Most cloud companies on the internet today look at security from a perimeter stand point, primarily focusing on getting users onto their service, then securing their files inside. This technique still allows for an insecure transfer of data (Information isn’t secured until it’s in the cloud). In order to increase data protection, security needs to be looked at from a data centric stand point. By encrypting files locally, before information is shared or sent into the cloud, an additional layer of security is created that prevents unauthorized users from gaining access to sensitive information.

Perimeter security is online protection that builds secure walls around information, or uses a secure tunnel. So if the perimeter security is compromised, then so is all the sensitive information of inside that perimeter. Many services offer “two-levels” of authentication, but that security only pertains to the walls around information.  For example, your cloud provider has two levels of authentication needed in order to access files, a password and a personal question. If an unauthorized user has both your password and the answer to that question, they can gain access to your account, and thus all your unprotected files.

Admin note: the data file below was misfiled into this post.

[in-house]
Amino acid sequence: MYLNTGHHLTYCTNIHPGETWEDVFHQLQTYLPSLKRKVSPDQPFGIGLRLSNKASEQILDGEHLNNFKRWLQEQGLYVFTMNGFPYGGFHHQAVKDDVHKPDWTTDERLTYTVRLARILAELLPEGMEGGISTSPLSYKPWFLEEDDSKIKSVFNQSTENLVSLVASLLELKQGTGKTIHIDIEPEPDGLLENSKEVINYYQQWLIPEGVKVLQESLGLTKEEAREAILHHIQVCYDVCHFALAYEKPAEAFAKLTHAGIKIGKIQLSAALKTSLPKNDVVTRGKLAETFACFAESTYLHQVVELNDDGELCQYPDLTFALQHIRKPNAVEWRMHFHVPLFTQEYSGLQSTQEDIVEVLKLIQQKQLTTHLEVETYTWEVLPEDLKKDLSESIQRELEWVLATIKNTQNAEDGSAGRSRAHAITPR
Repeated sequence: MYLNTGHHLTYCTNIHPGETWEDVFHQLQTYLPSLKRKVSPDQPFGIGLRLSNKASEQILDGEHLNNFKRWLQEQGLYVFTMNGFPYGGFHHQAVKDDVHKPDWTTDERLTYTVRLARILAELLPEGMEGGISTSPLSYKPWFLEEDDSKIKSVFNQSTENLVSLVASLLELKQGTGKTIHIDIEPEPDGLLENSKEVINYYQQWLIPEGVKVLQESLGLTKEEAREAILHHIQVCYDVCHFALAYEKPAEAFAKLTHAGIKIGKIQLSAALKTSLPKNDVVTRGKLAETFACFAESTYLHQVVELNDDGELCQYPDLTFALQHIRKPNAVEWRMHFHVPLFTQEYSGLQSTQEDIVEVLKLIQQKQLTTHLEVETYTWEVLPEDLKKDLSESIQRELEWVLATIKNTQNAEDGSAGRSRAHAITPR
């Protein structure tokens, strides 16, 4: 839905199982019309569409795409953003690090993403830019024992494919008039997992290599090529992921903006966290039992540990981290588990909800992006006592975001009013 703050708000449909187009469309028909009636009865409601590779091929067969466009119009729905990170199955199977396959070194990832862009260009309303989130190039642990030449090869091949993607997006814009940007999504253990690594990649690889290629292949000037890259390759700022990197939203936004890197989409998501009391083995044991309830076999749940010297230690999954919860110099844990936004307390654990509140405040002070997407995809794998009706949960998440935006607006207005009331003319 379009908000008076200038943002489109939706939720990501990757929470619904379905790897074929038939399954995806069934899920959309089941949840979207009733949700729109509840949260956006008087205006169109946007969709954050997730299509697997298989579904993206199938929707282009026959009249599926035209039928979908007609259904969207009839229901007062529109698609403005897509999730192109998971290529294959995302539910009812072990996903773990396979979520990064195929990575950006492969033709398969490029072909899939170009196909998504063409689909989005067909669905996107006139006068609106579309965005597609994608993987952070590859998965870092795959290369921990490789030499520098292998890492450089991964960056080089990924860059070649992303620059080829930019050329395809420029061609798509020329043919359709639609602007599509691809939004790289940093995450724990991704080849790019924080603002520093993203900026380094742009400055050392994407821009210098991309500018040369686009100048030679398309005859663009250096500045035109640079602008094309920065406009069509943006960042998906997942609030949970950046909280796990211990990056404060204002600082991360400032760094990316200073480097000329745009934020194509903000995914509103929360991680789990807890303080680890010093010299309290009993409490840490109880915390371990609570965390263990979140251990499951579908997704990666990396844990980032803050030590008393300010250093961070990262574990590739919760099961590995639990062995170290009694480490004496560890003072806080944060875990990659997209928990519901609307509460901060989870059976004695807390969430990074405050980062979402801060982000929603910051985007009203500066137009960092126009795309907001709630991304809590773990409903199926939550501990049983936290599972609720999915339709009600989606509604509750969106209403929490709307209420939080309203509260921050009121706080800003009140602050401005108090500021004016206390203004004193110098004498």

With “data centric” security, the data itself is secure, not just the perimeter. This type of security uses double level encryption (local encryption and secure tunnel) to provide additional security, so that if one area is hacked, the other remains intact, thus keeping user information secure.  So, if someone accessed your cloud account using your information, they still can’t access your files as they are secure themselves.

Unfortunately, it will take a while for online services to fully realize the problems of perimeter security and to make the transition to data centric, so here are five tips to help you tackle cloud privacy in the meantime:

1.    Know where your information is saved. Being aware of where your files are located helps to ensure document protection. Also, you may not be meeting compliance needs if you are not aware of which country/jurisdiction your files are stored in.

2.    Always back up your data. Ensuring that your data is backed up in more than one place enhances the control of information and prevents accidental damage or loss of files.

3.    Make sure your vendor takes data security seriously. Trusting someone with your data stored in cloud server is a big decision. Read the fine print. Although it is tedious, it may contain the answers you are looking for, like what security precautions they offer, who can see stored content, or if the service provider collects any of your information.

4.    Get references from other users. A user reference will give you a clear picture about your future cloud hosting experience with a cloud provider. Although references do not guarantee anything, if other users with similar security goals are happy with a provider, you may be pleased with them as well.

5.    Encrypt & Use Two Factor Authentication. By encrypting all information and combining it with two-factor authentication, typically a physical token and a security code, you create a tougher layer of security that ensures data retention and file control.